I can't stop lying. It's such a thrill. Here's another story from GDC 2008. On Friday, there was a panel of game journalists -- Stephen Totilo, Garnett Lee, Brian Crecente, some other dudes -- and someone asked a question about the "cult of the amateur"; about whether the proliferation of amateur bloggers and journalists was devaluing the profession. Crecente jumped in immediately with "well, I'm not an amateur" and cited the many years he spent on the police beat.
I thought it should be self-evident that if you get paid to do it, then you're not an amateur. Instead, Crecente was apparently compelled to defend his journalistic credibility. 'Amateur' doesn't mean 'amateur' anymore, it means 'hack'.
Ben Fritz, the guy who blogs video games for Variety, wrote a post about Civilization IV: Colonization and how the concept was intrinsically offensive and racist. He made the mistake of admitting he'd never heard of the original Colonization before, which of course everyone seized upon as the chink in Fritz's armour; the thermal exhaust port on his Death Star.
Did I, in the year 2008, just use the word 'chink'? Someone write an outraged blog post about me please.
I'm not smart enough to directly contest Fritz's position, although judging by the response so far, that shouldn't stop me from taking to the comments and calling him a tard. What I find interesting, though, are comments -- which appear both on the Variety blog and on Quarter to Three -- like this: "This is why bloggers are not journalists and should not pretend to be."
That's a weird statement, Fritz notwithstanding. Basically, the internet cannot be an avenue for legitimate journalism, amateur or otherwise. Okay, that's patently ridiculous, whatever. What's puzzling to me is how Fritz writing an opinion piece somehow disabuses him of his journalist credentials. You're not a journalist if you're ill-informed? You're not a journalist if you're wrong? You're not a journalist if you say something which many people vehemently disagree with?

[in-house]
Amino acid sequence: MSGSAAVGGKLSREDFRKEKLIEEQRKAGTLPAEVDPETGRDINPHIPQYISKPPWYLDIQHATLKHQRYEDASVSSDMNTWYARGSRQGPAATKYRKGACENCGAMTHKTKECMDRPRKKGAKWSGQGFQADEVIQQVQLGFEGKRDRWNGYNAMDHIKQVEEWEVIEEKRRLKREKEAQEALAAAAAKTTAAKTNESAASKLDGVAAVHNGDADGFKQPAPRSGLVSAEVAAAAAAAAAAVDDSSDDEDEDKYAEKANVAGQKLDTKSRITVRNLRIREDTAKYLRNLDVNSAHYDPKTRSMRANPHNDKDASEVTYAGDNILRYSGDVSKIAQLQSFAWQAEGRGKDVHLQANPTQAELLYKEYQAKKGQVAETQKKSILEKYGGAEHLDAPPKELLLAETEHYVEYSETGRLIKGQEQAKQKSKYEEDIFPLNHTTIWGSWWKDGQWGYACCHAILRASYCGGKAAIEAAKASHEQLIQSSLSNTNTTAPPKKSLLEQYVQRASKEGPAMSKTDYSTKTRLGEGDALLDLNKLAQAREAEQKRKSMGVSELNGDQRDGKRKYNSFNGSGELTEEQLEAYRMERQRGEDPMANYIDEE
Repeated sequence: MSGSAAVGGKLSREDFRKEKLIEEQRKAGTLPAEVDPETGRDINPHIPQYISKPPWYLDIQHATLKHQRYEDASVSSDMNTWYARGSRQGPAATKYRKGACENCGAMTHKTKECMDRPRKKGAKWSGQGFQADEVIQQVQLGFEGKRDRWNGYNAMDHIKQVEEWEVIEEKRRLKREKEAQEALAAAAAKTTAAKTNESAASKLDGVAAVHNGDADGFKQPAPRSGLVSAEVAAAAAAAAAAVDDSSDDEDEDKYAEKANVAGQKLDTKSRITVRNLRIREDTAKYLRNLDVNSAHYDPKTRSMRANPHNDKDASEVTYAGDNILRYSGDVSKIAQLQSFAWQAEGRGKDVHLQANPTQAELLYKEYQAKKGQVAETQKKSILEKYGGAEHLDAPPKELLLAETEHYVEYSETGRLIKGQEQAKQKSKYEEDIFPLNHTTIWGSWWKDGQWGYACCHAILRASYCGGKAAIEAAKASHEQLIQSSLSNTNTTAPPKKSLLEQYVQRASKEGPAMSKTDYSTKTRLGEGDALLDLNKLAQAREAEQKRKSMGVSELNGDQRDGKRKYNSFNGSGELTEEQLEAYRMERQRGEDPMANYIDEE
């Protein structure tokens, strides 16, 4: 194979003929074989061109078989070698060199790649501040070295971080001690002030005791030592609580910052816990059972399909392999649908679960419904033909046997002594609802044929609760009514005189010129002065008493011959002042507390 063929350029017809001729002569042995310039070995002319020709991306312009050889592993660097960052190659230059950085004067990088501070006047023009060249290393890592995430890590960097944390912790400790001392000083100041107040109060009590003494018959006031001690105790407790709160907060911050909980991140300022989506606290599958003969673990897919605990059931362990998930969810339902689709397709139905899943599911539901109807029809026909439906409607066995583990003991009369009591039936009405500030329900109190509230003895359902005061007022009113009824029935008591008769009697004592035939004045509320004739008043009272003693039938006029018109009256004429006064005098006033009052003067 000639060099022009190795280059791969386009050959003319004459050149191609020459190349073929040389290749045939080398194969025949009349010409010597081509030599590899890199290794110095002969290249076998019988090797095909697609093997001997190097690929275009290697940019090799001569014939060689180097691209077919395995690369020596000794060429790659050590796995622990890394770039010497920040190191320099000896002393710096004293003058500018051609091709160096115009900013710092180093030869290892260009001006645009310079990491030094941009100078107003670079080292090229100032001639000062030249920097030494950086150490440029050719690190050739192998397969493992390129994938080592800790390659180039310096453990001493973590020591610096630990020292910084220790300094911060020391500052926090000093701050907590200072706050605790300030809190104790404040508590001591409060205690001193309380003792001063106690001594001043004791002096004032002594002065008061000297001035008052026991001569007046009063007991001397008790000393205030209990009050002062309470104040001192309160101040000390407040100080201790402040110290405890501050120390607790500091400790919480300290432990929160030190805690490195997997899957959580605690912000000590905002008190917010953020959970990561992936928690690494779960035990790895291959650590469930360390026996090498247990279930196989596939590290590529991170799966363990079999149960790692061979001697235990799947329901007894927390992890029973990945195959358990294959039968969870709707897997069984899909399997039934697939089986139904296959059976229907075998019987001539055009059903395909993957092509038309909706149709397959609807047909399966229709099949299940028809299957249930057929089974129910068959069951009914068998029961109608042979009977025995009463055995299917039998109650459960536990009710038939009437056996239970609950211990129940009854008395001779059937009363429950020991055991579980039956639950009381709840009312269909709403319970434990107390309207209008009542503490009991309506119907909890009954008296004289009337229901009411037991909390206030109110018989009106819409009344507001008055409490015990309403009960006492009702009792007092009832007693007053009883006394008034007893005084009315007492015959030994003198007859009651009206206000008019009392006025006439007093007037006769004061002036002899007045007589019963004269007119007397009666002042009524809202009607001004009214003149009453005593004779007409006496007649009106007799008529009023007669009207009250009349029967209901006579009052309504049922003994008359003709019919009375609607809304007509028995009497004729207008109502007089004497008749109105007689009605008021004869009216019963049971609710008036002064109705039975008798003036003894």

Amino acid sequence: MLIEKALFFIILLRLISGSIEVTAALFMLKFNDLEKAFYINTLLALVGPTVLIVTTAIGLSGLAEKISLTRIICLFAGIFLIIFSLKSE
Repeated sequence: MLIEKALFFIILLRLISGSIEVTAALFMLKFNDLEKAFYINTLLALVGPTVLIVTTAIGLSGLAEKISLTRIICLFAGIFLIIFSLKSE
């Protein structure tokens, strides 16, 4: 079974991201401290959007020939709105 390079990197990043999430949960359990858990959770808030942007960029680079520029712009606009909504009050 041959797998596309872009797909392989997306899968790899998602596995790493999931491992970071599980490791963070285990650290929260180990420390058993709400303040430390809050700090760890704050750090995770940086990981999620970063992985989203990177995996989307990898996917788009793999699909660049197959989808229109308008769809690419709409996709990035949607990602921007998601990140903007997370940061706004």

'Journalist' doesn't mean 'journalist' anymore. It doesn't refer to a profession. It's an endorsement; a statement of preference. Like "yeah, Kieron Gillen, man, that guy's a real journalist." Or "yeah, that Geoff Keighley feature on Half-Life 2, man, that was real journalism." Or "yeah, Jeff Gerstmann, man, giving Zelda an 8.8, that's not real journalism." How many times have you gone to a message board or a blog and seen the phrase "video game journalist" in mocking quotes? Well, at least once.
Journalists are art now. Unlike 'journalism', 'art' has always been a subjective proposition, but I see it used a lot to indicate merely that something is at a very high level of quality. There's no discussion about aesthetics or influence or genre or whatever, 'art' just means A+. Metal Gear Solid 4 is art. Why is it art? Because it's really really good!
But I think that the people praising Metal Gear's artistic merit aren't taking their vacations at the Louvre, and the people telling Ben Fritz he's not a journalist aren't taking inspiration from the opinion pieces of journalists they do like. The words don't have a lot of meaning beyond serving as cards to play in reviews and internet arguments. How do I feel about that? I don't have even a little bit of an idea.
This isn't a blog where I link things, but I am linking this. I don't know if it's journalism but I know what I like.